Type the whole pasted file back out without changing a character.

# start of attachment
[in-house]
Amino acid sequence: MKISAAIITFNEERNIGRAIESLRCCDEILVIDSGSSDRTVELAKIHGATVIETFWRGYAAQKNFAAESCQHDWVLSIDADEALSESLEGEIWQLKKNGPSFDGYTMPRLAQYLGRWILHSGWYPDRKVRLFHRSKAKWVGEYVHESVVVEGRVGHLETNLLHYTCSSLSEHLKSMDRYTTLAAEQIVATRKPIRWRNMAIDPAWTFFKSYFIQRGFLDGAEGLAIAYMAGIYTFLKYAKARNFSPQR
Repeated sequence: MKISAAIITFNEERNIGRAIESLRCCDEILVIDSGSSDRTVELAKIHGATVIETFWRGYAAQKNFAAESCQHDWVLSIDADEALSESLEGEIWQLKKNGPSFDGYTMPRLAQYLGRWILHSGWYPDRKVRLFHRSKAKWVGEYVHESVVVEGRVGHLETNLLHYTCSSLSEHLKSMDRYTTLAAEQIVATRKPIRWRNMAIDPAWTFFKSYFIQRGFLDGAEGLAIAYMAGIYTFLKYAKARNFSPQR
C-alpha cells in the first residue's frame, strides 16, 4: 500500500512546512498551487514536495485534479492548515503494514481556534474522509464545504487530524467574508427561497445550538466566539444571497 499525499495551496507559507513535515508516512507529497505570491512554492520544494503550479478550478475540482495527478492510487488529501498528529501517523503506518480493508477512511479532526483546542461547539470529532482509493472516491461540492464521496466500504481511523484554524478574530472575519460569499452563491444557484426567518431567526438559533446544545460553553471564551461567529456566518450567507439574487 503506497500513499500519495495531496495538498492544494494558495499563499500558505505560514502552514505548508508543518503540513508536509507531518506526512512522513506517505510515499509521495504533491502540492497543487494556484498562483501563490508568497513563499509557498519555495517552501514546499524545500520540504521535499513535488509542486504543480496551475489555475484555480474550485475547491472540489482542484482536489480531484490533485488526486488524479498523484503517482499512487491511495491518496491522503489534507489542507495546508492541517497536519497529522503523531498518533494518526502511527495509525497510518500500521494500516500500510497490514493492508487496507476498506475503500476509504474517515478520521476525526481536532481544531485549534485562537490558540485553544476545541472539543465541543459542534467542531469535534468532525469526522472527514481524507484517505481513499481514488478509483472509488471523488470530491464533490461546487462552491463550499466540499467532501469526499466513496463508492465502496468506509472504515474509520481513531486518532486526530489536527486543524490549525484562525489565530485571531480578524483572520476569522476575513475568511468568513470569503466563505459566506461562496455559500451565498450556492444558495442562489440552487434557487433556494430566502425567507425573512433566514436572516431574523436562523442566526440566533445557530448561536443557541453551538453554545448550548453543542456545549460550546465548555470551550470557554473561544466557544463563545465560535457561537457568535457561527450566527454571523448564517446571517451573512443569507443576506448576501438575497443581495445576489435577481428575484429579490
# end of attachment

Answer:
[in-house]
Amino acid sequence: MKISAAIITFNEERNIGRAIESLRCCDEILVIDSGSSDRTVELAKIHGATVIETFWRGYAAQKNFAAESCQHDWVLSIDADEALSESLEGEIWQLKKNGPSFDGYTMPRLAQYLGRWILHSGWYPDRKVRLFHRSKAKWVGEYVHESVVVEGRVGHLETNLLHYTCSSLSEHLKSMDRYTTLAAEQIVATRKPIRWRNMAIDPAWTFFKSYFIQRGFLDGAEGLAIAYMAGIYTFLKYAKARNFSPQR
Repeated sequence: MKISAAIITFNEERNIGRAIESLRCCDEILVIDSGSSDRTVELAKIHGATVIETFWRGYAAQKNFAAESCQHDWVLSIDADEALSESLEGEIWQLKKNGPSFDGYTMPRLAQYLGRWILHSGWYPDRKVRLFHRSKAKWVGEYVHESVVVEGRVGHLETNLLHYTCSSLSEHLKSMDRYTTLAAEQIVATRKPIRWRNMAIDPAWTFFKSYFIQRGFLDGAEGLAIAYMAGIYTFLKYAKARNFSPQR
C-alpha cells in the first residue's frame, strides 16, 4: 500500500512546512498551487514536495485534479492548515503494514481556534474522509464545504487530524467574508427561497445550538466566539444571497 499525499495551496507559507513535515508516512507529497505570491512554492520544494503550479478550478475540482495527478492510487488529501498528529501517523503506518480493508477512511479532526483546542461547539470529532482509493472516491461540492464521496466500504481511523484554524478574530472575519460569499452563491444557484426567518431567526438559533446544545460553553471564551461567529456566518450567507439574487 503506497500513499500519495495531496495538498492544494494558495499563499500558505505560514502552514505548508508543518503540513508536509507531518506526512512522513506517505510515499509521495504533491502540492497543487494556484498562483501563490508568497513563499509557498519555495517552501514546499524545500520540504521535499513535488509542486504543480496551475489555475484555480474550485475547491472540489482542484482536489480531484490533485488526486488524479498523484503517482499512487491511495491518496491522503489534507489542507495546508492541517497536519497529522503523531498518533494518526502511527495509525497510518500500521494500516500500510497490514493492508487496507476498506475503500476509504474517515478520521476525526481536532481544531485549534485562537490558540485553544476545541472539543465541543459542534467542531469535534468532525469526522472527514481524507484517505481513499481514488478509483472509488471523488470530491464533490461546487462552491463550499466540499467532501469526499466513496463508492465502496468506509472504515474509520481513531486518532486526530489536527486543524490549525484562525489565530485571531480578524483572520476569522476575513475568511468568513470569503466563505459566506461562496455559500451565498450556492444558495442562489440552487434557487433556494430566502425567507425573512433566514436572516431574523436562523442566526440566533445557530448561536443557541453551538453554545448550548453543542456545549460550546465548555470551550470557554473561544466557544463563545465560535457561537457568535457561527450566527454571523448564517446571517451573512443569507443576506448576501438575497443581495445576489435577481428575484429579490